25 September 2018

The Potting Shed No. 2

With over 150,000 new private businesses started in 2017 it seems that everywhere we look there’s a start-up


With over 150,000 new private businesses started in 2017 it seems that everywhere we look there’s a start-up. In this new series we asked friends of JM Finn to describe the challenges entrepreneurs face as they look to change the world, make a fortune or simply earn a living. 

In 2016, I launched Finito, having spent a long and successful career in public relations in the City of London. Having founded my own marketing communications agency in 1988, the decision to start all over again was not taken lightly, but I really believed I had an idea that could make a difference to people’s lives.

Ever since my first job in a leading insurance recruitment firm in the Eighties, I have had a passion for helping individuals, family and friends find alternative employment. I get a buzz out of guiding people into the careers that are right for them – where they will enjoy what they are doing, thrive and be successful – and I have taken every possible opportunity to do that.

It has always struck me that prospective candidates appear to leave school, college or university lacking the life skills that employers are really looking for. It does not matter how impressive their academic results may be, or how many extra-curricular activities they are able to list on the CV, many embark on a job hunt with covering letters, emails and approaches that are too often ill-conceived or haphazard.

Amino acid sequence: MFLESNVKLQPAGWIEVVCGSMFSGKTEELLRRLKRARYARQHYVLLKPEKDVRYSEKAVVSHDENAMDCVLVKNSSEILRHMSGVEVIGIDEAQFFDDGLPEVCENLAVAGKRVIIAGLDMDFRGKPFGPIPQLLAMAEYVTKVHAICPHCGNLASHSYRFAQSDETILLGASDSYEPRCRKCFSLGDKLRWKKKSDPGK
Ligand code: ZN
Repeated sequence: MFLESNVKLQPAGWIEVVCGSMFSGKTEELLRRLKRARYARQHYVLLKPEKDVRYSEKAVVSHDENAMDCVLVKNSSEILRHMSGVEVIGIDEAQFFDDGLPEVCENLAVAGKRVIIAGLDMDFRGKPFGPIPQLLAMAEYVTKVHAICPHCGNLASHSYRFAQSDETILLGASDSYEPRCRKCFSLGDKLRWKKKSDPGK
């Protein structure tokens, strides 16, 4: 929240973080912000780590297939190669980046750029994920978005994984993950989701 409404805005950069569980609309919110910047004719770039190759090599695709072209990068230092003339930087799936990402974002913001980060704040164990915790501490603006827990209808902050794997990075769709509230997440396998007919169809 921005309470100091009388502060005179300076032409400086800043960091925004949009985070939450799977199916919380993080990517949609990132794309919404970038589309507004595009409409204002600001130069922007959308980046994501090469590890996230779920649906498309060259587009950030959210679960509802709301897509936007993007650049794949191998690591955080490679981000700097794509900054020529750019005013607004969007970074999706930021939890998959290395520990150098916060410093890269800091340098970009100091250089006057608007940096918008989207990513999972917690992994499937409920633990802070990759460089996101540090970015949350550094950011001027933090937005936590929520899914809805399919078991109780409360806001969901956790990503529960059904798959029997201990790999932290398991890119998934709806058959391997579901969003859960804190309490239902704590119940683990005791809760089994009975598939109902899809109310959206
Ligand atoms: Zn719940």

This is where the idea for Finito was born. After 26 years of working with clients in the corporate, financial, professional services and luxury brand markets, I decided I actually get more pleasure from helping those seeking work, who are typically bright, ambitious and enthusiastic, rather than prospective employers. Finito helps school leavers, university graduates, college leavers and mature or overseas students move smoothly into the employment market, providing a mix of mentoring, coaching and guidance to students as they first decide on a career direction, and then seek to make that a reality.

I decided it was time to plug the gap and help more young people get prepared for an ever-more challenging employment market. I felt confident I had found a niche, which is so important when starting a new business, and I conducted further investigation of potential competitors and was assured that no one was really doing what we were planning to do.

In the early days, I shared my idea with John Griffin. I have known John a long time: he founded Addison Lee in 1975 with just one car and sold the company to The Carlyle Group for £360 million in 2013. While business success relies heavily on your own personal traits, you need to listen to others and surround yourself with people who are really enthusiastic about what you are doing. John had himself mentored thousands of people during his career and could immediately see the potential of the business idea, and he agreed to become my Chairman.

From day one we have worked meticulously to ensure we never let go of a student until we are con dent they are settled into employment.